He then fired up the latest New England Journal of Medicine page and started browsing the morbidly gruesome pictures of the “Image challenge” pages; a few successful responses made him feel fired up and a bit more upbeat. Then he turned to an article on genomics of myeloid leukemia – its contents again starkly reminded him of his friend Somakhya’s statement that the physicians should either become real biologists to practice biology or leave it to real biologists to do so. He pushed aside the journal and picked up his phone to call his servant. In a little while she arrived and he said that he desired a meal of dry fruits and nuts to be placed on the dinning table for supper. There after he wondered if he should call Somakhya to tell him about the case of FOP he had encountered. But before he could do so he slipped into a reverie.

It was the first day after the vacation and everyone was back, getting ready to enter the classroom. Vidrum walked in with some trepidation thinking of the difficulties he might encounter in the curriculum, or due to the cruelties of the teachers, or the conflicts with other boys. His classroom was on the 2nd floor, and having arrived rather early he stood outside it in the corridor looking at the quadrangle below. Suddenly, he caught sight of her. Deep within him he experienced a strange feeling something like he had never felt before in his whole life to that point. It was a pleasurable feeling but he still could not understand it as there was nothing he could compare it to. He felt a yearning to reach her and talk to her but then the class began and he was caught up with it. From time to time he would glance at her and only felt that strange feeling increase within him. After the classes ended he tried to reach her but he realized that she was walled off by a formidable circle of other girls for whom he felt nothing (and he found that interesting). Deep within he also sensed the possibility that he might have to physically engage in conflict with other guys to attain his goal. So he let it pass and started walking home quietly. Thus, time passed and she now thickly crowded the dreams of Vidrum. Finally one aṣṭami day, as though the wild and uncontrollable Sarasvatī he worshiped near his house had smiled upon him, he got his chance. It was a wet day and those youthful gods, the sons of Rudra, the dear friends of Sarasvatī , were dancing with their spears in the sky making men tremble. Vidrum set out for his classes. The mathematics teacher had posed a terrible geometric construction. While some of the guys had gotten it, all of the girls, except Lootika, had failed to achieve it. The clever Lootika refused to show how it is done to the other girls. So just before the class they were scampering to get it done by copying it from the boys who had gotten it. Vidrum saw that she stood among girls with her face clouded with some consternation – she had forgotten her geometry box and could not copy the construction – in the rush to get it done no one was paying her any attention. Vidrum saw his chance and rushed to her side to give her his box and implements to let her achieve the construction.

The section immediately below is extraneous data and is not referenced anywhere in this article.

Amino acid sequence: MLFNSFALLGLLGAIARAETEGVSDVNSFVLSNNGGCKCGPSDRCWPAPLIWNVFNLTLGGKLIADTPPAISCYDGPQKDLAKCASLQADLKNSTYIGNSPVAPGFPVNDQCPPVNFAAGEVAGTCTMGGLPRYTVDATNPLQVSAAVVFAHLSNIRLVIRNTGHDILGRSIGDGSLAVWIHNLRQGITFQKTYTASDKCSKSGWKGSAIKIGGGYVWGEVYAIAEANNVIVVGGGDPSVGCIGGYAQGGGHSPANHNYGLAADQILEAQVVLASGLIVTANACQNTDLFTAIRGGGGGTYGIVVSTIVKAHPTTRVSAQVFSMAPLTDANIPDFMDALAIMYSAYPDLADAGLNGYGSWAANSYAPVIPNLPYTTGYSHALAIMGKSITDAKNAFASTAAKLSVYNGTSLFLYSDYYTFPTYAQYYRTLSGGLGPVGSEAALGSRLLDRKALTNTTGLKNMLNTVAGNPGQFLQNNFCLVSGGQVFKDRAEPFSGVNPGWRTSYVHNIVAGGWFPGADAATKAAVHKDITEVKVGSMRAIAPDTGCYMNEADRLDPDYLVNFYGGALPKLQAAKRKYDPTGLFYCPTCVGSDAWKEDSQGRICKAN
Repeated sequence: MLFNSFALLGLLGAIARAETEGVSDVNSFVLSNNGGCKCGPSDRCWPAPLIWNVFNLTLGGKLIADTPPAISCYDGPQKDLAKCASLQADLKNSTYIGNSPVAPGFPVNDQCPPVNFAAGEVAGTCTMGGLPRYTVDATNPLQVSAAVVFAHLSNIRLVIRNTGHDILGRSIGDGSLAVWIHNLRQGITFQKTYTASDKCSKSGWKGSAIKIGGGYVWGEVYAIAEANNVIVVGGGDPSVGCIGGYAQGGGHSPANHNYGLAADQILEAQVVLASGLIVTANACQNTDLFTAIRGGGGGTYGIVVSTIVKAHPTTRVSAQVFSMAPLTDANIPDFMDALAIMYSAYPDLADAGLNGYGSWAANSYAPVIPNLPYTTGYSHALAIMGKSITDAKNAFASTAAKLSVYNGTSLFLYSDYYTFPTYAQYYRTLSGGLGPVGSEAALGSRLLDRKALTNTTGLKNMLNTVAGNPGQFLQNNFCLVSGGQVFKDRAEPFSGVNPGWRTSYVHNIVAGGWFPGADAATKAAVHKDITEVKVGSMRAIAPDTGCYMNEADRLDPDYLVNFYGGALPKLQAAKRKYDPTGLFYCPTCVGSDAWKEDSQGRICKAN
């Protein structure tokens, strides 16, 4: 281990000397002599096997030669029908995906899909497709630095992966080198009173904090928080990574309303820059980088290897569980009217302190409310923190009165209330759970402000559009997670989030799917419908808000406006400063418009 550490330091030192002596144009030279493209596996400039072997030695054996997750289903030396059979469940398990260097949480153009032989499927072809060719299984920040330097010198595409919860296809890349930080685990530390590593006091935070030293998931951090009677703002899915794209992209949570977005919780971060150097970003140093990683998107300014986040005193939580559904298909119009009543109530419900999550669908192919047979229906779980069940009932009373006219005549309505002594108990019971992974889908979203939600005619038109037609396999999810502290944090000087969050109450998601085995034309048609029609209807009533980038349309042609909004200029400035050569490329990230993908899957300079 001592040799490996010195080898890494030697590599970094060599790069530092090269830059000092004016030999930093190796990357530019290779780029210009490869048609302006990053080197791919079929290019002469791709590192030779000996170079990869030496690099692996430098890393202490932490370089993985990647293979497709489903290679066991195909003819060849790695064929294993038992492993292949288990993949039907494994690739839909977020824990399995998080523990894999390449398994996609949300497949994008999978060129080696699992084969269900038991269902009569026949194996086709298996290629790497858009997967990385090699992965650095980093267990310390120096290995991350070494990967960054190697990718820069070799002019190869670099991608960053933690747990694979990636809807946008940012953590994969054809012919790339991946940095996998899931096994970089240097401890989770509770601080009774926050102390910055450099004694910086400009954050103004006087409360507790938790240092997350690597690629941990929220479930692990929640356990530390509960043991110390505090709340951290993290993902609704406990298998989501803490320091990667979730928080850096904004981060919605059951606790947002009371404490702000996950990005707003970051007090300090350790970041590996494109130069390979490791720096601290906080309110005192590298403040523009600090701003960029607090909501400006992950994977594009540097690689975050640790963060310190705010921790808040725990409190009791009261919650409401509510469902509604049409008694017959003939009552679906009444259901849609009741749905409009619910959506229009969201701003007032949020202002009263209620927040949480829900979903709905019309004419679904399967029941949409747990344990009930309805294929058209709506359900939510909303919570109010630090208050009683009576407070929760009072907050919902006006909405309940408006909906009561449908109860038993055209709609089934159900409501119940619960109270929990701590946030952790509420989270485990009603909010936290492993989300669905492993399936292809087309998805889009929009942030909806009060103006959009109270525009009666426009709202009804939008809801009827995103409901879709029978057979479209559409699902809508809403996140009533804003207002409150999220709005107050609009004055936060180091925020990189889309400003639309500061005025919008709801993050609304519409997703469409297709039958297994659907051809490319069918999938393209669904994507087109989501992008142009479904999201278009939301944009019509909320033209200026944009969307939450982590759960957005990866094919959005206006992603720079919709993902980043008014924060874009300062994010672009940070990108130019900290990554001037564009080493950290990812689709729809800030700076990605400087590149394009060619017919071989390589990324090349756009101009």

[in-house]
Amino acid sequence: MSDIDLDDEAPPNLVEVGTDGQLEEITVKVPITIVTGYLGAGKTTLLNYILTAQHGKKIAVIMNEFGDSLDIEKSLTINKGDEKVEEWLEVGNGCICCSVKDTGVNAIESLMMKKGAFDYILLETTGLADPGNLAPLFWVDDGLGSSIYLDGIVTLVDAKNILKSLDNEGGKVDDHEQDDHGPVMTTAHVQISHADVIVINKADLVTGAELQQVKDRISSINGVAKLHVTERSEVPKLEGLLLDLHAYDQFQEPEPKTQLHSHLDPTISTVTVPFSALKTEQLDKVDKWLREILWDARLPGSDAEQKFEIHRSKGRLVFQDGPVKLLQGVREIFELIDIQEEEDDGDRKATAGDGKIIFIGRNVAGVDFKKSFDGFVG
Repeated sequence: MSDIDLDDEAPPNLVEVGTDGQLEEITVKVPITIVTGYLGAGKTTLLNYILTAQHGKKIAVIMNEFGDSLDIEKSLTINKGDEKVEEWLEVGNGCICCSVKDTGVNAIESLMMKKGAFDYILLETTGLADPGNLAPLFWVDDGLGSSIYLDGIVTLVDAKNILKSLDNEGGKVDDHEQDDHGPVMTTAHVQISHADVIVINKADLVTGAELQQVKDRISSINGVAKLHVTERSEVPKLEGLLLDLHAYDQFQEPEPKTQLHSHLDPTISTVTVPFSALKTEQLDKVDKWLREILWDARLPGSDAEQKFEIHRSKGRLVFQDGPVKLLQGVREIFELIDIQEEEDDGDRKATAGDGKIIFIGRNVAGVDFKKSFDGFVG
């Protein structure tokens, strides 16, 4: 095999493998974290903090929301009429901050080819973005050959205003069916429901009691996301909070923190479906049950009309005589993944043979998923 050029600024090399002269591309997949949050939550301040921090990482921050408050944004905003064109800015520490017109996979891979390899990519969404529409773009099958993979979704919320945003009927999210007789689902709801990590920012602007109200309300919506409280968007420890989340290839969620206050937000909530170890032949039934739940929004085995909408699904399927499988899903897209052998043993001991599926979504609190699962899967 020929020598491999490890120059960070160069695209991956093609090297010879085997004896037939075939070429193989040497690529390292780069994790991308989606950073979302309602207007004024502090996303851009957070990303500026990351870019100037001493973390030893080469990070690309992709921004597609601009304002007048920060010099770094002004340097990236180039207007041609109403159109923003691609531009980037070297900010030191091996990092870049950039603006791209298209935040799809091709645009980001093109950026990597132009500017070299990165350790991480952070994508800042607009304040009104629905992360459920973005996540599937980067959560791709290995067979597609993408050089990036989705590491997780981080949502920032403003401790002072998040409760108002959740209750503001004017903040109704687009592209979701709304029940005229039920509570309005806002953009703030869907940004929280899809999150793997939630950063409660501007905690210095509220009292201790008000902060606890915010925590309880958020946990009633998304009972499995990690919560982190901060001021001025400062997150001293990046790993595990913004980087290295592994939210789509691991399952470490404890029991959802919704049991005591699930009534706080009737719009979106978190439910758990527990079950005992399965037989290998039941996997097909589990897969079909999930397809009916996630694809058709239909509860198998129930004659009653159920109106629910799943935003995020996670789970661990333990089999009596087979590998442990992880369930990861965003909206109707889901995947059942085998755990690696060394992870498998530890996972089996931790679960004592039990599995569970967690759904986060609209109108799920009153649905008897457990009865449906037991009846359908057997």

Now that he got to her he felt his life had changed. The strange pleasant feeling he used to feel upon seeing her now turned into a raging fire. He hoped that she would similarly burn within as though possessed by the god Kumāra. But she seemed to be cold to him. Vidrum went up to his friend Somakhya and discussed the predicament regarding her. Somakhya said that an old poet from Kashmir had stated that the māyā of śambara or the māyā of Viṣṇu might be penetrated but not that of women. He asked Vidrum to stop fawning over her and to tactically ignore her. A few days later the girls had again been stumped by a dreadful trigonometric problem. As they were raking their heads they saw Lootika smugly standing beside Vidrum and Somakhya. A couple of girls came running up to them and asked them help with the problem. Lootika turned to Somakhya and asked him not to help them; so he kept quiet. But Vidrum helped them. Thereafter she who attracted him as a magnet came running to Vidrum and asked for help. He turned to Lootika and asked if he should help her. Lootika said that if she could not solve it by herself why not let her face the teacher’s music. Vidrum with great self effort turned down his chosen girl. Later that evening as he was returning home she called out to him but he again ignored her. Now she came running across the cemetery to come and intercepted him and asked why he was so cross with her. With that he had won her and he rejoiced in pleasant glow of satisfaction that exceeded the earlier feelings he had felt.

But the story of Vidrum does not end there nor that of Somakhya or Lootika, but they course on through the branching of the universes.

This entry was posted in art, Life and tagged , , , , , , . Bookmark the permalink.